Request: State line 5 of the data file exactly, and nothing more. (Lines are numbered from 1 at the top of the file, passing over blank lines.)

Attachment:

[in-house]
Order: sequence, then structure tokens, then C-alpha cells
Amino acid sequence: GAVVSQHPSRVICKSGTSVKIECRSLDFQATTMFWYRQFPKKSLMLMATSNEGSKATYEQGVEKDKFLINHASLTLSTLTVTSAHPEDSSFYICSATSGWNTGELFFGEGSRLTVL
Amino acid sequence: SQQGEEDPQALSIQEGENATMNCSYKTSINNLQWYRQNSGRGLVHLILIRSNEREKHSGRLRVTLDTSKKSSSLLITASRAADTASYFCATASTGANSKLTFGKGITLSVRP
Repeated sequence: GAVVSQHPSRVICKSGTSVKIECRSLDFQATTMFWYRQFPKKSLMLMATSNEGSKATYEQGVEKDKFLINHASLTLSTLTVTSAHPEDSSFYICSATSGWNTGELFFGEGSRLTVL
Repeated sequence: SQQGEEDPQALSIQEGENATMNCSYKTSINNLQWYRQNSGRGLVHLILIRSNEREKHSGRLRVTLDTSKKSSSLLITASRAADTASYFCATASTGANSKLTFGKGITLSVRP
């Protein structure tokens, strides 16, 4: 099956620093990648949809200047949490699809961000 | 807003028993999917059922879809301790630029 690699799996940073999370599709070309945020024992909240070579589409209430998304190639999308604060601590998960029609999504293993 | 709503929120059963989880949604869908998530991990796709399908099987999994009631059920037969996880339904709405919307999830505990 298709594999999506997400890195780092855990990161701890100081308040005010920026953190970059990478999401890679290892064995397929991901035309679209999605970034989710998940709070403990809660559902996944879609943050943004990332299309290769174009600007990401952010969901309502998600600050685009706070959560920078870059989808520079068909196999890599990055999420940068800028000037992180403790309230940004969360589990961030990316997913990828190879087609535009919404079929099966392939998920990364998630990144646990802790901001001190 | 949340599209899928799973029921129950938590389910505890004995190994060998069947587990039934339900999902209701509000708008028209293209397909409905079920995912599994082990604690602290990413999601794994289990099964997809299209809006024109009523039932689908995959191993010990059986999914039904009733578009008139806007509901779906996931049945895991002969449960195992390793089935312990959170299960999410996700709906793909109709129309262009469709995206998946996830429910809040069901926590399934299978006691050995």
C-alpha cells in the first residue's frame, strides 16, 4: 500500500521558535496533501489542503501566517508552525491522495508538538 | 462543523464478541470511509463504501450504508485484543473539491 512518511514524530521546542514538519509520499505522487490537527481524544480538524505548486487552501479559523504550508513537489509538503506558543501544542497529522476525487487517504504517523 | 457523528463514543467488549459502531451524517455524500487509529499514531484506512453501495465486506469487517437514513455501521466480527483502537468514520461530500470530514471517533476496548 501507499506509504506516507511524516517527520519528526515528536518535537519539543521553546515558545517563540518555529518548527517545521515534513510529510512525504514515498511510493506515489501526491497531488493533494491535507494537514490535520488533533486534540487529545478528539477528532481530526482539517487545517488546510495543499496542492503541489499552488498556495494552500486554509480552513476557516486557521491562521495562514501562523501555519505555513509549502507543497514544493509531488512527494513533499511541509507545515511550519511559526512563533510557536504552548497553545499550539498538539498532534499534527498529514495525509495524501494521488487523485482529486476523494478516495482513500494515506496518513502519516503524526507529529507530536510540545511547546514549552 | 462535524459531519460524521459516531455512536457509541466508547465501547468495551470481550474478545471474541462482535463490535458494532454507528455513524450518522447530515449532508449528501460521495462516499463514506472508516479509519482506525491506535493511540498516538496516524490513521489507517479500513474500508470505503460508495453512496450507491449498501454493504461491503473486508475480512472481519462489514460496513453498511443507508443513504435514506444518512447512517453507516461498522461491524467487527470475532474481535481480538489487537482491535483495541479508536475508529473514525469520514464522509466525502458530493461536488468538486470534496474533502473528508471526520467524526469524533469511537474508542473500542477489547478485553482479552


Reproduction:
Repeated sequence: GAVVSQHPSRVICKSGTSVKIECRSLDFQATTMFWYRQFPKKSLMLMATSNEGSKATYEQGVEKDKFLINHASLTLSTLTVTSAHPEDSSFYICSATSGWNTGELFFGEGSRLTVL